At the core of the controversy over “pink slime” is a story about corporate corruption. Pink slime is a popular name for a filler substance created by combining various beef trimmings and connective tissue that is treated by ammonia before being ground up and added to real beef. The recent news coverage has people wondering: How do I know if I am eating the substance?
Joann Smith, as an under secretary at the U.S. Department of Agriculture (USDA) in the early 90s, made the decision to allow pink slime, once reserved as strictly dog food, to be sold for human consumption. Smith later stepped down from her government position and joined the board of directors of Beef Products Inc., the top pink slime manufacturing company, receiving compensation of over $1.2 million over some 17 years.
But problems persist. Why doesn’t the USDA require school lunches, grocery stores, or restaurants to disclose which food products contain this mystery meat? And if it’s perfectly safe, why have pink slime companies lobbied against bills that would allow industry whistleblowers to speak up?
The answer, again, relates to the influence of money in politics. Beef Products Inc., the top producer of pink slime, has ramped up its lobbying spending since the New York Times helped blow the lid off the controversy in 2009:
Beef Products Inc. retains a team of lobbyists from the firm Olsson, Frank & Weeda. One lobbyist employed by the firm is Stephanie Herseth Sandlin, a former congresswoman from South Dakota and leader of the “Blue Dog Caucus” of pro-corporate Democrats. Sandlin recently circulated a letter among congressional insiders to defend her client and warn against efforts to bring greater scrutiny to pink slime:
“Dear colleagues, letters have started to circulate on the Hill which perpetuate serious, misleading information attacking BPI and its product [...] I respectfully request that the senator/representative not sign such letters and also urge their colleagues to get more complete information beyond what recent sensationalized ‘news’ stories have provided.”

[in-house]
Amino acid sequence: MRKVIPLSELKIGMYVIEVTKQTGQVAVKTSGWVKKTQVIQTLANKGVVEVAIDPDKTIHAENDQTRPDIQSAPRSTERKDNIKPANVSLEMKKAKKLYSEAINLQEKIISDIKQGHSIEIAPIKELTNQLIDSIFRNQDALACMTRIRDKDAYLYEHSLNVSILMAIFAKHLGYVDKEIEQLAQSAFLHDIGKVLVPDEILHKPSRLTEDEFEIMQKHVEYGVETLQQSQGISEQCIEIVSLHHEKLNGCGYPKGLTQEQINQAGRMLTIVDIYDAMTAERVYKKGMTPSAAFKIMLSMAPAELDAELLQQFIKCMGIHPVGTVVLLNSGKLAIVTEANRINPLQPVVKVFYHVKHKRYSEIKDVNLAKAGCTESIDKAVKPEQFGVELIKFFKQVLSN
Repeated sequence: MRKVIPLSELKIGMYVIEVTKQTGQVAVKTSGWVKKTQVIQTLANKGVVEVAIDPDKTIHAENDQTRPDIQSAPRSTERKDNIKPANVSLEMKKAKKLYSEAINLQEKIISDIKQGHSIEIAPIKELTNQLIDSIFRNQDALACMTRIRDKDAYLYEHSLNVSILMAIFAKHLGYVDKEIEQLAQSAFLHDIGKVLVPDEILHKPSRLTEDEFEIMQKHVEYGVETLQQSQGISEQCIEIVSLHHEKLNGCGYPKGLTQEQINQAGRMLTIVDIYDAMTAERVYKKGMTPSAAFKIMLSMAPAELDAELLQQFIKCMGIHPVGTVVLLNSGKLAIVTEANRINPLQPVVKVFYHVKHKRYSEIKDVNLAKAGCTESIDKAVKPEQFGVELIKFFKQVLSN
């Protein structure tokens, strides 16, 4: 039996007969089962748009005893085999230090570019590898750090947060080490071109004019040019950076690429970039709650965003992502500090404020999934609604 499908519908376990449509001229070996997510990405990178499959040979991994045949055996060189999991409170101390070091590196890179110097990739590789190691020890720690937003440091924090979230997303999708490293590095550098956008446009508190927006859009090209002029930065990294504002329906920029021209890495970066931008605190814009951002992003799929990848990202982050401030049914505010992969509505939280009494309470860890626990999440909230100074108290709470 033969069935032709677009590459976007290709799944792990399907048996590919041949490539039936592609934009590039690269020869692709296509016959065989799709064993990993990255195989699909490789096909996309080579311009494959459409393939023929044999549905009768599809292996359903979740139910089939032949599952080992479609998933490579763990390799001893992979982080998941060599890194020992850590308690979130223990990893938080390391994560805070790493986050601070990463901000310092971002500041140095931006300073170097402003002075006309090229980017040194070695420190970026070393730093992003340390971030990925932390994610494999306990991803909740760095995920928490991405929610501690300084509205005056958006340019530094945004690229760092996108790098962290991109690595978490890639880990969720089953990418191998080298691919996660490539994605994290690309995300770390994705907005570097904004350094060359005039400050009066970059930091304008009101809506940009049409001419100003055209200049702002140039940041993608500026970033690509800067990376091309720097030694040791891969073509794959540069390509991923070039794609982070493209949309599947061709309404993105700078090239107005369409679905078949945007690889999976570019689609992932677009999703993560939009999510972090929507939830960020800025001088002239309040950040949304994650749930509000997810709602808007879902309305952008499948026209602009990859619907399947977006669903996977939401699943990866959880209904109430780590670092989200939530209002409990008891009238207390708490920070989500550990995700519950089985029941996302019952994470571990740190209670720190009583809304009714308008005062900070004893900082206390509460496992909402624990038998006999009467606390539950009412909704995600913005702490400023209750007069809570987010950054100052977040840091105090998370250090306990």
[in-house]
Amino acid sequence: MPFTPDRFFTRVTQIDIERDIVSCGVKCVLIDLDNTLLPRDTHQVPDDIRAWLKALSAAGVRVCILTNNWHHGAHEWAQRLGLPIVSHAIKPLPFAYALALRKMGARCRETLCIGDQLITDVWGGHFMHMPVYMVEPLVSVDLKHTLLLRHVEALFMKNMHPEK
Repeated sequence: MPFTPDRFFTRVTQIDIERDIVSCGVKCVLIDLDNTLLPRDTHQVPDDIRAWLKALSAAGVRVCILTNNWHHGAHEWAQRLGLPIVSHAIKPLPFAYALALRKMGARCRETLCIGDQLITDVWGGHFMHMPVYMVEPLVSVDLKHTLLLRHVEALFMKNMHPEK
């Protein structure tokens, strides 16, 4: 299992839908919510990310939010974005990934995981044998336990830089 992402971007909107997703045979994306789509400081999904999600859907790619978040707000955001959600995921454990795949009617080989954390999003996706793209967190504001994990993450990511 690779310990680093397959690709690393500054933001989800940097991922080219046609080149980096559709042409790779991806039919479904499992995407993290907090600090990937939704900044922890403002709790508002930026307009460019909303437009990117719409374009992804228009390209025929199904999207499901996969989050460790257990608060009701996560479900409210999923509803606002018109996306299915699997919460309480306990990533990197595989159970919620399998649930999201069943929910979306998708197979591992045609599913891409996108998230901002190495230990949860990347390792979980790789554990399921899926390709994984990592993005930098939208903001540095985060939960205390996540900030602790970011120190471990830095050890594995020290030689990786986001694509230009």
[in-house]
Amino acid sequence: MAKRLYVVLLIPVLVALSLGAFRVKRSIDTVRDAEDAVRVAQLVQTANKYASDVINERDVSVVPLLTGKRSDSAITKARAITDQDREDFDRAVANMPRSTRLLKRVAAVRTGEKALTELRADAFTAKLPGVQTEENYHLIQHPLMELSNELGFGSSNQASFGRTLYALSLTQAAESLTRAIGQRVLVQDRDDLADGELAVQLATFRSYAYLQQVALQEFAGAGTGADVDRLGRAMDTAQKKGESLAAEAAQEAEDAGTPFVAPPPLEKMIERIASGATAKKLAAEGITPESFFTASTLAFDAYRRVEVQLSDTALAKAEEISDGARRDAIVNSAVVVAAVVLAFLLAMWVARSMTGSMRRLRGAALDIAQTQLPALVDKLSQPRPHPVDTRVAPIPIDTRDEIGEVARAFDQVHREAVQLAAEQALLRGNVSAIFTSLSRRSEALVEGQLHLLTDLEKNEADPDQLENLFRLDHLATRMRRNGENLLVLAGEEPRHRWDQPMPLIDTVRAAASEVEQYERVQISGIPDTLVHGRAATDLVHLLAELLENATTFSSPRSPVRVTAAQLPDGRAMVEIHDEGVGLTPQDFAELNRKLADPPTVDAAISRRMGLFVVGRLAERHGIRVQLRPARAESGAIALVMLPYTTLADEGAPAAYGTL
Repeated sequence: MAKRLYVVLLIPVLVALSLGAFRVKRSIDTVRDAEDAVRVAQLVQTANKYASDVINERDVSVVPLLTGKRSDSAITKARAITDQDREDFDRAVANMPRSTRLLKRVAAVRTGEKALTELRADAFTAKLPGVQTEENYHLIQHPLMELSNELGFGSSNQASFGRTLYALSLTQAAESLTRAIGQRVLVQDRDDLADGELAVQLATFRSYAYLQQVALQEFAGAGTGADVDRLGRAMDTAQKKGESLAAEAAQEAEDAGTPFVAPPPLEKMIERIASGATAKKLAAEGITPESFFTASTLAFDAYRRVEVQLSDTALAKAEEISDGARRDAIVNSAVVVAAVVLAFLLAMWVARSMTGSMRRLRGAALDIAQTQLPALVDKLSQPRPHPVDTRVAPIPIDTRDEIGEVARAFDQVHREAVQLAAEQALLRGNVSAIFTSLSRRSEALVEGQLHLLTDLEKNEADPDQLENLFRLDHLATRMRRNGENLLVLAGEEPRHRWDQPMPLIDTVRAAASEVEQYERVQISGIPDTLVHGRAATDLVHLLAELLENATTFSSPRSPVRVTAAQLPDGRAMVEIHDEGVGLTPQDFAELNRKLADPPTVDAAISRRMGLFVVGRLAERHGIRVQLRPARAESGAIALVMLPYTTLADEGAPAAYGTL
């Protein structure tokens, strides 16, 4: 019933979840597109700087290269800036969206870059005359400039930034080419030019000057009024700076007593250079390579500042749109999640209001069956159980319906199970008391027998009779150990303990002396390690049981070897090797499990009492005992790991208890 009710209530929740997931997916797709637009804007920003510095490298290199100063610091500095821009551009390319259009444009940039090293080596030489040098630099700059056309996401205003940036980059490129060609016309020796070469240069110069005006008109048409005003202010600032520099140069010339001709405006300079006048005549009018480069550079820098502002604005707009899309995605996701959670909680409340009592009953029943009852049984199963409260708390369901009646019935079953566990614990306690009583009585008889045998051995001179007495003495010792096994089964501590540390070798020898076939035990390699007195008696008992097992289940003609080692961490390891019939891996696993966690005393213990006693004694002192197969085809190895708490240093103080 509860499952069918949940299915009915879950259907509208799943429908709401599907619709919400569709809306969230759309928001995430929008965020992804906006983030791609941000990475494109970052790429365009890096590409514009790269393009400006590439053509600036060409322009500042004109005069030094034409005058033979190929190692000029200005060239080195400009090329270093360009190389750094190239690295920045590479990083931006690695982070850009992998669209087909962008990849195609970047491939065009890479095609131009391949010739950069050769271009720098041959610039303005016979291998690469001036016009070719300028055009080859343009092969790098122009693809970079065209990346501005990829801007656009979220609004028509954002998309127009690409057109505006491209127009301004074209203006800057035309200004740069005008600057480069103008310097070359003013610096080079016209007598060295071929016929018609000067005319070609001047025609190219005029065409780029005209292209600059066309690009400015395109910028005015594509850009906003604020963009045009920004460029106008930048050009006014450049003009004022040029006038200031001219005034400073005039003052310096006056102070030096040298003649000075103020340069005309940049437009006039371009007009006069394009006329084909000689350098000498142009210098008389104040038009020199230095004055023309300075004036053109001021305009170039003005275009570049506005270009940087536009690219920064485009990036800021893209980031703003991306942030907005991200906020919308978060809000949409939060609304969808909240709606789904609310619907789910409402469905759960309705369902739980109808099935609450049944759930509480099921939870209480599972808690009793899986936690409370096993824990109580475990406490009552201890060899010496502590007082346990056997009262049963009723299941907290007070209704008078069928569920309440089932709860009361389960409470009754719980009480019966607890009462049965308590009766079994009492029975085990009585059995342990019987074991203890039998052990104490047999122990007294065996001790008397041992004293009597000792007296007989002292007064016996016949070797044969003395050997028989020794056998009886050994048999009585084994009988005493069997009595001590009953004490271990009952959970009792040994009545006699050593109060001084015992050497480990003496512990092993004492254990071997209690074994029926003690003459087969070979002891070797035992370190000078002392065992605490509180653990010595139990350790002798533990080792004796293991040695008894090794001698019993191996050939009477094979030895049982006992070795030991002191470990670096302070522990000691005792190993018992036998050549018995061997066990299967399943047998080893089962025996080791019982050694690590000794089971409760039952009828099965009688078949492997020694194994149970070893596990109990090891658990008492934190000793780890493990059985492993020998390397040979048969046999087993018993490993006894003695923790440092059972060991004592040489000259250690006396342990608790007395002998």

But direct lobbying is only part of the way companies like Beef Products Inc. (BPI) hold sway over government policies. Eldon Roth, CEO of BPI and a campaign contributor to Mitt Romney, is on the board of the American Meat Institute, a trade association that brings together major meat manufacturers to collectively lobby and pressure officials. The Meat Institute employs some of the top names on K Street to lobby Congress, including Tony Podesta.
The Meat Institute, which boasts an advocacy budget of over $10 million, hosts a “MeatUp Boot Camp” for industry to learn tips and tricks for “team crisis management and grass roots campaign strategy.” The lobby events often feature several nonprofit food safety groups, oddly.
With a regulatory battle looming over disclosure of pink slime in our meat, those lobbyist “MeatUps” may come in handy for industry.
Filed under: Lobbying